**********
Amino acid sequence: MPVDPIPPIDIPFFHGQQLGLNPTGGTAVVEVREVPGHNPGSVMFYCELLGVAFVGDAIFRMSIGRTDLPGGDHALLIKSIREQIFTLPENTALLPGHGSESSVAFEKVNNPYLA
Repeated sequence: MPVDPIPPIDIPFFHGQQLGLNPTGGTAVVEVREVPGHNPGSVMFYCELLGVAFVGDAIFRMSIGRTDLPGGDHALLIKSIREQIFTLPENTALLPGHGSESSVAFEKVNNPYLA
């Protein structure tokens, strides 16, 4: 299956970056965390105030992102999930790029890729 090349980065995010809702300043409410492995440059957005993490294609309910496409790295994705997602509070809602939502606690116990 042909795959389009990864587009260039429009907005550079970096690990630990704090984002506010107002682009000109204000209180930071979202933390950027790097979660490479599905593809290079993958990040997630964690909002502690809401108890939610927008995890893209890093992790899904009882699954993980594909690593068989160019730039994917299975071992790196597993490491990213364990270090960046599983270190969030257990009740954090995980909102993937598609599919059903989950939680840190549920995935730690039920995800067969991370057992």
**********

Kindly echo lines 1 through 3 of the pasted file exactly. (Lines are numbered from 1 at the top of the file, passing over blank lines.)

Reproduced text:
Amino acid sequence: MPVDPIPPIDIPFFHGQQLGLNPTGGTAVVEVREVPGHNPGSVMFYCELLGVAFVGDAIFRMSIGRTDLPGGDHALLIKSIREQIFTLPENTALLPGHGSESSVAFEKVNNPYLA
Repeated sequence: MPVDPIPPIDIPFFHGQQLGLNPTGGTAVVEVREVPGHNPGSVMFYCELLGVAFVGDAIFRMSIGRTDLPGGDHALLIKSIREQIFTLPENTALLPGHGSESSVAFEKVNNPYLA
């Protein structure tokens, strides 16, 4: 299956970056965390105030992102999930790029890729 090349980065995010809702300043409410492995440059957005993490294609309910496409790295994705997602509070809602939502606690116990 042909795959389009990864587009260039429009907005550079970096690990630990704090984002506010107002682009000109204000209180930071979202933390950027790097979660490479599905593809290079993958990040997630964690909002502690809401108890939610927008995890893209890093992790899904009882699954993980594909690593068989160019730039994917299975071992790196597993490491990213364990270090960046599983270190969030257990009740954090995980909102993937598609599919059903989950939680840190549920995935730690039920995800067969991370057992």